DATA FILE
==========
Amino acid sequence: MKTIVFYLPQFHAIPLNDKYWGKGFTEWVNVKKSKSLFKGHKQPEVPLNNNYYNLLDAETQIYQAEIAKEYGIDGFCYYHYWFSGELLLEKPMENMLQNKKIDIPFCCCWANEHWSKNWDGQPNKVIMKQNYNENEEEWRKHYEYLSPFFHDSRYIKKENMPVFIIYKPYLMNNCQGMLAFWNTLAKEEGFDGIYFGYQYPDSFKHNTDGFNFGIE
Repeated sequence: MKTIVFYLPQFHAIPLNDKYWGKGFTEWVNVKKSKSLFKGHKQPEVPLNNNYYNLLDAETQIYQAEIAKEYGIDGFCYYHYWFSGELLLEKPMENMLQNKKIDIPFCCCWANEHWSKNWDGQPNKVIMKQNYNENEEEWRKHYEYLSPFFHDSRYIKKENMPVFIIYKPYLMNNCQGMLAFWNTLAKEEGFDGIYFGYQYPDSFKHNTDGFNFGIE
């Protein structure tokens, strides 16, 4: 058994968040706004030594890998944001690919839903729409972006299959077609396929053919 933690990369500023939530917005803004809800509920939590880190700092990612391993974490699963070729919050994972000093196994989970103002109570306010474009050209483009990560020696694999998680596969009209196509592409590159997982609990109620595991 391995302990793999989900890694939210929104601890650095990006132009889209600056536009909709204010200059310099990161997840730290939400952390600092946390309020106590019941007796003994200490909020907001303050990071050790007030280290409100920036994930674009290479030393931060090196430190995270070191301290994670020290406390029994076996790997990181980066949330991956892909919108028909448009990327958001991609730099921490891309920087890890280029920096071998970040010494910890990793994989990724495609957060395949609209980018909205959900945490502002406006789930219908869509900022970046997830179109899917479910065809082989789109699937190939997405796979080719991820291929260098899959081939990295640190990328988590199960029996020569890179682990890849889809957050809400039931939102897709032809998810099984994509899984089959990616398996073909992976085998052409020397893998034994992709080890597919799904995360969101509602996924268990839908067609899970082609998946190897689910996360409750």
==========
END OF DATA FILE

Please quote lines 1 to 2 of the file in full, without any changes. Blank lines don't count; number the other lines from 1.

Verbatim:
Amino acid sequence: MKTIVFYLPQFHAIPLNDKYWGKGFTEWVNVKKSKSLFKGHKQPEVPLNNNYYNLLDAETQIYQAEIAKEYGIDGFCYYHYWFSGELLLEKPMENMLQNKKIDIPFCCCWANEHWSKNWDGQPNKVIMKQNYNENEEEWRKHYEYLSPFFHDSRYIKKENMPVFIIYKPYLMNNCQGMLAFWNTLAKEEGFDGIYFGYQYPDSFKHNTDGFNFGIE
Repeated sequence: MKTIVFYLPQFHAIPLNDKYWGKGFTEWVNVKKSKSLFKGHKQPEVPLNNNYYNLLDAETQIYQAEIAKEYGIDGFCYYHYWFSGELLLEKPMENMLQNKKIDIPFCCCWANEHWSKNWDGQPNKVIMKQNYNENEEEWRKHYEYLSPFFHDSRYIKKENMPVFIIYKPYLMNNCQGMLAFWNTLAKEEGFDGIYFGYQYPDSFKHNTDGFNFGIE